The needs and treasures of the comic book medium are different from those of the movie medium: we have total control of time and space and we’ve got a special effects budget that is limited only by the collective minds of the producing talent. Movies, on the other hand, have going for them music, motion and the benefit of the shared-experience. Apples and oranges.

The Goodwin-Simonson Alien was one of those rare exceptions; perhaps the best of those exceptions. Either way, it was and is worthy of this new high-quality format.

So when Walter was showing off his advance copy like a proud papa before an audience of some of the most talented people in the artform (Mark Wheatley snuck me in), I thought about doing what every other red-blooded comic book fan would think of doing: cold-cocking the son of a bitch, stealing his book, jumping into my Ford Focus and driving back to Connecticut, laughing hysterically while leaving my daughter to fend for herself.

I maneuvered into position in the darkened room, avoiding Louise Simonson. While I’d take Walter on, I do not have what it takes to take on any person who could be so gifted and so nice after working for James Warren. Then, and only then, did I have an epiphany.

I’ve known Walter for decades and decades. We lived near each other on Manhattan’s Upper West Side, we played on the same volleyball team. We’ve dined hither and yon – he once drew a massive prehistoric landscape on the linen tablecloth at a Skokie Illinois restaurant in order to “illustrate” a point. I respect and admire Walter as one of the nicest human beings on the planet… with the exception of the volleyball courts.

But that’s not why I didn’t cold-cock Walter Simonson. Clearly I’ve gotten old, an aging lion gumming his dinner in the corner of the cage while the younguns are preening themselves for pussy.

No, I didn’t cold-cock him because I remembered I already ordered the book. So stealing his simply wasn’t worth the energy.

But it was worth the wait. Buy it before it sells out.

Alien : The Illustrated Story (Original Art Edition) by Archie Goodwin and Walter Simonson • Titan Books • 96 oversized pages • $75.00 retail

THURSDAY: Dennis O’Neil, who’s also a very nice guy



Marc Alan Fishman: Everything We Do, We Do It For You

Thank you, Bryan Adams. See? More than one good thing has come out of Canada that isn’t Wolverine related. Add that to the Barenaked Ladies, good maple syrup, and Mike Meyers’ middle career, and you’ve got one great country! But I digress. I want to come back to a topic I’ve droned on about several times: the continuing story of Unshaven Comics by way of an increasing number of convention appearances.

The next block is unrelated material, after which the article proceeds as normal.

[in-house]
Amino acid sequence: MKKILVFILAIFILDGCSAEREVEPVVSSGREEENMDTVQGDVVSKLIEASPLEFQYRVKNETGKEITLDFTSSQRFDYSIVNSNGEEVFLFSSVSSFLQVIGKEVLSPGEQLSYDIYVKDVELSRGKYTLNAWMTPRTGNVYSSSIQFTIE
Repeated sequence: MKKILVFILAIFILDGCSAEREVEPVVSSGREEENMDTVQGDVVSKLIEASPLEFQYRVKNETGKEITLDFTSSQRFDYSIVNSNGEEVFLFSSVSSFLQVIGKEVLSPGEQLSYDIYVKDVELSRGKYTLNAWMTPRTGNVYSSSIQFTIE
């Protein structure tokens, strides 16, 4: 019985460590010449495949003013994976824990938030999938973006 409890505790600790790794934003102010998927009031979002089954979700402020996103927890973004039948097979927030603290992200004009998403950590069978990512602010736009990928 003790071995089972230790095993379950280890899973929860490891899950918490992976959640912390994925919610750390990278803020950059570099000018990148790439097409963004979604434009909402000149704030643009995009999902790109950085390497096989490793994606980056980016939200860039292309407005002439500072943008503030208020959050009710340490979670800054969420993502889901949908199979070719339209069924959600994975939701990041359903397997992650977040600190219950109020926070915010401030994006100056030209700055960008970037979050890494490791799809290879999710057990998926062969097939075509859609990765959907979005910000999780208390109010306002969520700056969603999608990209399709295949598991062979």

This past weekend we had a delightful time at what we’d consider to be the best single day convention in the Midwest – the Kokomo Con, in mid-Indiana. And it was here, amidst the moderately sized crowd of fans making their way around the convention center we were privy to my favorite part of being in this business – fans. In the five or so years I’ve been toiling over scripts, pages, websites, and social media groups, nothing has felt better than having someone walk towards our table with an ear to ear smile. “Hey! You guys! I remember you from last year. Got anything new?” Heck, even typing that makes me a little giddy.

For some of the more legendary folks here with whom I share column space, it must be a far different feeling. To be clear, I don’t know if Dennis, John, Mike, or Michael have ever been on the side of the table as Unshaven has. I know they’ve obviously all had booths or artist alley tables, mind you. But I’d be remiss to guess if they ever were the ones chasing the tables, instead of being offered them. For Unshaven, the way into the industry is by hook or crook. We’ve got fiction to hawk, damnit. And for the time being? We’re not established. Our fans are few, but mighty. For a Dennis O’Neil or John Ostrander… they merely plop themselves into a chair and let the masses come to them, and rightfully so. In contrast, Unshaven Comics has cut its teeth with a generation of comic fans I dare say are more finicky, diverse, and uneasy to please repeatedly.